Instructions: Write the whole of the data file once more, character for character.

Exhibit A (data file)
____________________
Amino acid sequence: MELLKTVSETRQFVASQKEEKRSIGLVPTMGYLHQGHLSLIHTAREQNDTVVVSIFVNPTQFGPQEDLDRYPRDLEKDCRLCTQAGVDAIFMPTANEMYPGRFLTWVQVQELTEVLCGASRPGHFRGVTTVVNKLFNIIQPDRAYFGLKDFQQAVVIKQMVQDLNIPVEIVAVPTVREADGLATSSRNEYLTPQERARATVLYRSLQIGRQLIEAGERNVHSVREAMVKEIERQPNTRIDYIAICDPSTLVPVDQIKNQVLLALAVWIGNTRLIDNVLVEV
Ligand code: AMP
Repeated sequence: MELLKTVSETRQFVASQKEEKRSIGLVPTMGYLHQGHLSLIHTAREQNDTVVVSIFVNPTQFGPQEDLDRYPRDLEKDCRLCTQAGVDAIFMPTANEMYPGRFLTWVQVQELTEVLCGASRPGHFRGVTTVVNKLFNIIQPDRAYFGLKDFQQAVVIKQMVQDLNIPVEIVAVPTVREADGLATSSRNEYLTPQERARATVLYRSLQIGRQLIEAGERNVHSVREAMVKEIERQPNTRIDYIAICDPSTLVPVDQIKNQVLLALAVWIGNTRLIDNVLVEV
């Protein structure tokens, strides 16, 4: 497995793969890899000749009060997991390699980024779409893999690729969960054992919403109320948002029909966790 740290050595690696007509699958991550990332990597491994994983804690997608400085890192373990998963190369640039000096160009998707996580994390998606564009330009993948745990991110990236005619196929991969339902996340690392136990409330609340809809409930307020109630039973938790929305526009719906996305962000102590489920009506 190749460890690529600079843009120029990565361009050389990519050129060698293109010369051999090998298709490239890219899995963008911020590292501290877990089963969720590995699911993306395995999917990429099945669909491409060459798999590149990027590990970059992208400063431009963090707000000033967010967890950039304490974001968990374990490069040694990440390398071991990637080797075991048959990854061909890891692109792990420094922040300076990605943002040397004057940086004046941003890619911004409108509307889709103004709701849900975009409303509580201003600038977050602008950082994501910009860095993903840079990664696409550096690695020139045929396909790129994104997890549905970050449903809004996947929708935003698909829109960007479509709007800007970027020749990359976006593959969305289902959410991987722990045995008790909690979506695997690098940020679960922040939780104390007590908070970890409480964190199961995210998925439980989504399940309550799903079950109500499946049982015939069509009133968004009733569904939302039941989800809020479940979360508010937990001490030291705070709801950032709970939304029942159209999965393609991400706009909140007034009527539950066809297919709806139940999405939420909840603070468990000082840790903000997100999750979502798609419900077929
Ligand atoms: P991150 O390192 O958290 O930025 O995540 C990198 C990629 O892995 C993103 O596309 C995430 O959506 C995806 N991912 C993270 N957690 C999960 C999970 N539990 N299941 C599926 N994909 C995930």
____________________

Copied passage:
Amino acid sequence: MELLKTVSETRQFVASQKEEKRSIGLVPTMGYLHQGHLSLIHTAREQNDTVVVSIFVNPTQFGPQEDLDRYPRDLEKDCRLCTQAGVDAIFMPTANEMYPGRFLTWVQVQELTEVLCGASRPGHFRGVTTVVNKLFNIIQPDRAYFGLKDFQQAVVIKQMVQDLNIPVEIVAVPTVREADGLATSSRNEYLTPQERARATVLYRSLQIGRQLIEAGERNVHSVREAMVKEIERQPNTRIDYIAICDPSTLVPVDQIKNQVLLALAVWIGNTRLIDNVLVEV
Ligand code: AMP
Repeated sequence: MELLKTVSETRQFVASQKEEKRSIGLVPTMGYLHQGHLSLIHTAREQNDTVVVSIFVNPTQFGPQEDLDRYPRDLEKDCRLCTQAGVDAIFMPTANEMYPGRFLTWVQVQELTEVLCGASRPGHFRGVTTVVNKLFNIIQPDRAYFGLKDFQQAVVIKQMVQDLNIPVEIVAVPTVREADGLATSSRNEYLTPQERARATVLYRSLQIGRQLIEAGERNVHSVREAMVKEIERQPNTRIDYIAICDPSTLVPVDQIKNQVLLALAVWIGNTRLIDNVLVEV
């Protein structure tokens, strides 16, 4: 497995793969890899000749009060997991390699980024779409893999690729969960054992919403109320948002029909966790 740290050595690696007509699958991550990332990597491994994983804690997608400085890192373990998963190369640039000096160009998707996580994390998606564009330009993948745990991110990236005619196929991969339902996340690392136990409330609340809809409930307020109630039973938790929305526009719906996305962000102590489920009506 190749460890690529600079843009120029990565361009050389990519050129060698293109010369051999090998298709490239890219899995963008911020590292501290877990089963969720590995699911993306395995999917990429099945669909491409060459798999590149990027590990970059992208400063431009963090707000000033967010967890950039304490974001968990374990490069040694990440390398071991990637080797075991048959990854061909890891692109792990420094922040300076990605943002040397004057940086004046941003890619911004409108509307889709103004709701849900975009409303509580201003600038977050602008950082994501910009860095993903840079990664696409550096690695020139045929396909790129994104997890549905970050449903809004996947929708935003698909829109960007479509709007800007970027020749990359976006593959969305289902959410991987722990045995008790909690979506695997690098940020679960922040939780104390007590908070970890409480964190199961995210998925439980989504399940309550799903079950109500499946049982015939069509009133968004009733569904939302039941989800809020479940979360508010937990001490030291705070709801950032709970939304029942159209999965393609991400706009909140007034009527539950066809297919709806139940999405939420909840603070468990000082840790903000997100999750979502798609419900077929
Ligand atoms: P991150 O390192 O958290 O930025 O995540 C990198 C990629 O892995 C993103 O596309 C995430 O959506 C995806 N991912 C993270 N957690 C999960 C999970 N539990 N299941 C599926 N994909 C995930």